A buy-to-let property is a great way to enjoy short-term income while seeing your asset increase in value. That’s why it should come as no surprise that it’s still the most popular investment type in the UK, even with changes to stamp duty on second homes and less flexible rules around tax relief.
To navigate the world of buy-to-let, investors will need to make sure they have every aspect of the market covered. There’s a lot to unpack when it comes to investment properties, from identifying the right postcodes to getting your property rental ready.
If you’re a potential landlord who is thinking of buying (or has just bought) a buy-to-let property and is planning their next move, you’ve come to the right place. In this article, we’ll teach you how to set yourself up for buy-to-let success so that you can navigate the market with total confidence.
Understanding how the buy-to-let market works is fundamental to your success. It all starts with research, and investors typically look for two key aspects when buying a rental property: overall house values and yields.
House prices depend on market conditions and the property’s location. In London, for example, the average house price is around £485k. However, it’s still possible to pick up properties as low as £280k, which is why potential investors should research the current housing landscape and look at property portals like Rightmove and Zoopla. Doing so will help to get a better understanding of the market.
The yield is perhaps the most vital part of investing and is the amount you achieve in rental income compared to the property’s overall value. To work out a property’s yield, you need to multiply the monthly rental income by 12, then divide it by the property value and times that figure by 100
Example: Monthly rental income: £1,500 x 12 divided by property value of £500,000 x100 = a yield of 3.6%
Of course, you can’t work out the exact yield until it’s rented. In the meantime, it’s worth looking at similar properties in the area and seeing their rental listing price.
There are other elements to take into account when looking for a buy-to-let property, including your own location. Many prefer to buy close to where they live as they’re familiar with the area and are nearby in case they need to attend the property. However, if you’re using a management company, they will maintain the buy-to-let on your behalf, so location won't be as crucial.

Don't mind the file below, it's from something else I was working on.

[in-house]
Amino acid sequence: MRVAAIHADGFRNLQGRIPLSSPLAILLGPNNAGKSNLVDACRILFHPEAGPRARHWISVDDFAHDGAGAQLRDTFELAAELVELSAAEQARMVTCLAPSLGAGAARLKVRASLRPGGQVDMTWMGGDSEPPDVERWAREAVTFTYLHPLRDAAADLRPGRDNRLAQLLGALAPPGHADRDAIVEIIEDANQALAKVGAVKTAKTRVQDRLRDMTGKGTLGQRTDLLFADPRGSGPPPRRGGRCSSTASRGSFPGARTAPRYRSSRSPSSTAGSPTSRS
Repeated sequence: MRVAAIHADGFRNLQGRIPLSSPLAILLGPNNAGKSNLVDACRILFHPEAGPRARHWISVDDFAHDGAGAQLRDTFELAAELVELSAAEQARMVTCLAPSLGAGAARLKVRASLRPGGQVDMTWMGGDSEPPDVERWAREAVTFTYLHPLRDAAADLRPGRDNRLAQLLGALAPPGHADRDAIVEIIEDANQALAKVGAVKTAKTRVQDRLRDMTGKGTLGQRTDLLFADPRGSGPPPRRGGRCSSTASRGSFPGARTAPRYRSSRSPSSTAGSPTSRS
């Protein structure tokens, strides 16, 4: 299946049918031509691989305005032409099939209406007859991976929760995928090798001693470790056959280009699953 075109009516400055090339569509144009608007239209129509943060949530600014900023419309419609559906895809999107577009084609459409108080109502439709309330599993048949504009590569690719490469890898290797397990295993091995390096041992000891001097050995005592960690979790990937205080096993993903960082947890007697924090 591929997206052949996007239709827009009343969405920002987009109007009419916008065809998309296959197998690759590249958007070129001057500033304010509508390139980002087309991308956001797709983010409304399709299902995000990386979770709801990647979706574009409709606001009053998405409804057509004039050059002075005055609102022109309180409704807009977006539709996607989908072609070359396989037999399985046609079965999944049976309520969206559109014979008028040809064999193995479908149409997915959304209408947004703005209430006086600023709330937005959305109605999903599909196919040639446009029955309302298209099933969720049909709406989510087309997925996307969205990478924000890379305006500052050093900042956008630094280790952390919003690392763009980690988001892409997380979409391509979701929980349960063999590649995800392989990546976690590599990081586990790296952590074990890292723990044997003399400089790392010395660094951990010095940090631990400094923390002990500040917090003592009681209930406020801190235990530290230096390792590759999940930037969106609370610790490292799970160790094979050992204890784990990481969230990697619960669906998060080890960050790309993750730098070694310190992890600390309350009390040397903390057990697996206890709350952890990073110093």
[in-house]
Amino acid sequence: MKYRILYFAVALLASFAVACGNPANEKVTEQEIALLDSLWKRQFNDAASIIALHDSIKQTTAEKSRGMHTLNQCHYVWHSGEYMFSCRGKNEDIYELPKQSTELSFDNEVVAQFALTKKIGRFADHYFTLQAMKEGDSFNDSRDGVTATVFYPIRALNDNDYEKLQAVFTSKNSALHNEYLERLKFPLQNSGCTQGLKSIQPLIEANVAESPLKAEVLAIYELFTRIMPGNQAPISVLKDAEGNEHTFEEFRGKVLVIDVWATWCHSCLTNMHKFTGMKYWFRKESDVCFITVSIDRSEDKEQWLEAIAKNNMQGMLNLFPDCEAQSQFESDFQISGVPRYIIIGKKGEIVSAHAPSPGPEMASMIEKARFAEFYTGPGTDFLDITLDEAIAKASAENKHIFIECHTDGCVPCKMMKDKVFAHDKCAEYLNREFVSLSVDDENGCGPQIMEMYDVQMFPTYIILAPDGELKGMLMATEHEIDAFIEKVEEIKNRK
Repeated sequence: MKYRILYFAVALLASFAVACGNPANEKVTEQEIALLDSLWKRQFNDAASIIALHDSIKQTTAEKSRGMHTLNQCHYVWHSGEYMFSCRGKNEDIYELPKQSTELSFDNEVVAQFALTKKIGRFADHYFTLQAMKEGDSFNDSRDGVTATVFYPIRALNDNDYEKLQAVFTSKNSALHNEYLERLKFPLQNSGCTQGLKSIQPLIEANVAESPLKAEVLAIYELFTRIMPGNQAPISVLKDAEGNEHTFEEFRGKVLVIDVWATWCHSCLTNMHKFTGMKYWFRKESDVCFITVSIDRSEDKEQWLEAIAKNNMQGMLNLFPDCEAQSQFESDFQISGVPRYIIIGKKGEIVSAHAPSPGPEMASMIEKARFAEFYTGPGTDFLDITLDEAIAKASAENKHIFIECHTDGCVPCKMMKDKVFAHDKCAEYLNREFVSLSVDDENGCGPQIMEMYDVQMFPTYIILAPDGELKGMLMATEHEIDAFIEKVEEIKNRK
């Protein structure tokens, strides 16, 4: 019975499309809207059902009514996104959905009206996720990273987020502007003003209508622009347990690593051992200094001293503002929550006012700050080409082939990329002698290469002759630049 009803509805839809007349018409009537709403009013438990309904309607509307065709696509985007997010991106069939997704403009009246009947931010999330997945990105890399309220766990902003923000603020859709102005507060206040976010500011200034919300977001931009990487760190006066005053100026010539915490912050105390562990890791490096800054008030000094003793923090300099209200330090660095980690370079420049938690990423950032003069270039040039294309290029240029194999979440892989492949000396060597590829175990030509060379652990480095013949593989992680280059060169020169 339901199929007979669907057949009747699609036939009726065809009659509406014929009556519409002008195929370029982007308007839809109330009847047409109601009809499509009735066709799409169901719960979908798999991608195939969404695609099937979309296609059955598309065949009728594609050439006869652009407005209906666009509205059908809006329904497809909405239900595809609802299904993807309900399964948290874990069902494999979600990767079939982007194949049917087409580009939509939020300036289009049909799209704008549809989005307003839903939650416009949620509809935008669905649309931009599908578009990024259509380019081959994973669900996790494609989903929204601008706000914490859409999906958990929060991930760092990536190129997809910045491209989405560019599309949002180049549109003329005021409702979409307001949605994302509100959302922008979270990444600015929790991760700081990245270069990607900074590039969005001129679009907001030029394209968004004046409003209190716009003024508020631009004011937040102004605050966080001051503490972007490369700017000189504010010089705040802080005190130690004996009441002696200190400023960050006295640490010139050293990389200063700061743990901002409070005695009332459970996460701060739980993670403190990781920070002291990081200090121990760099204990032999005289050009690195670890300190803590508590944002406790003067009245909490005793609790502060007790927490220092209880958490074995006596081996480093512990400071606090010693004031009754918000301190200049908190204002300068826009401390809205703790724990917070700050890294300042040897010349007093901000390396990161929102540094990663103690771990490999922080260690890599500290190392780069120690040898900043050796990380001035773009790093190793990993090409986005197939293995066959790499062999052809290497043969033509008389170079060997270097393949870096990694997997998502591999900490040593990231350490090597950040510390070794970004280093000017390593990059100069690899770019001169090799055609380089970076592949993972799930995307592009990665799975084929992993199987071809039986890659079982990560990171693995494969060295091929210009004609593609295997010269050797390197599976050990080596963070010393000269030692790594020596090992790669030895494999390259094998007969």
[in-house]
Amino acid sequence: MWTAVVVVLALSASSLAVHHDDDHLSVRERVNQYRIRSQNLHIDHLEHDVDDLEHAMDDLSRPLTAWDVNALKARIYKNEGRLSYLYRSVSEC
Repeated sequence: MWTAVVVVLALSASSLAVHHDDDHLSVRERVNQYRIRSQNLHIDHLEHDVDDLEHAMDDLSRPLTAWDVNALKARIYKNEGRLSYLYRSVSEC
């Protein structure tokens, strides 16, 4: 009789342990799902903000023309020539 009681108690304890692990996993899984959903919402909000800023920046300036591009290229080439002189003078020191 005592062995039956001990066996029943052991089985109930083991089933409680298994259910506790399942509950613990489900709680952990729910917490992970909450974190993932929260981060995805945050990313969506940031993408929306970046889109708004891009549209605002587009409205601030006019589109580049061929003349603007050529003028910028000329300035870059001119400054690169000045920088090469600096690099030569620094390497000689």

There are a few other financial aspects to work out, including monthly outgoings associated with your rental property. If you're a cash buyer, you won't have any monthly mortgage repayments. However, if you've purchased the investment with a buy-to-let mortgage, it’s important to factor in the repayments in comparison to the monthly rent received
Use a buy-to-let calculator to get a rough idea of how much monthly mortgage repayments might cost. A calculator can also give you a rough estimation of the amount you would be able to borrow from a lender for the buy-to-let property.
Other costs include service charges if it’s an apartment, as the landlord (not the tenant) is expected to pay these outgoings. It’s also worth keeping some money aside for potential maintenance issues, such as broken boilers and washing machines
You should also expect to be charged on a monthly basis if you’re paying a traditional property management company to maintain your buy-to-let. Considering all of these factors will help you understand how much you will be left with in rental income each month.
Rental income is at the top of the priority list for most landlords. But having the right type of tenant can be equally as important. A good tenant will go a long way to making sure the rent is paid on time and that they look after the property.
Before letting the property, all tenants should be professionally vetted to see if they are suitable to rent the buy-to-let investment. This is done through professional referencing and a reference letter from the previous landlord.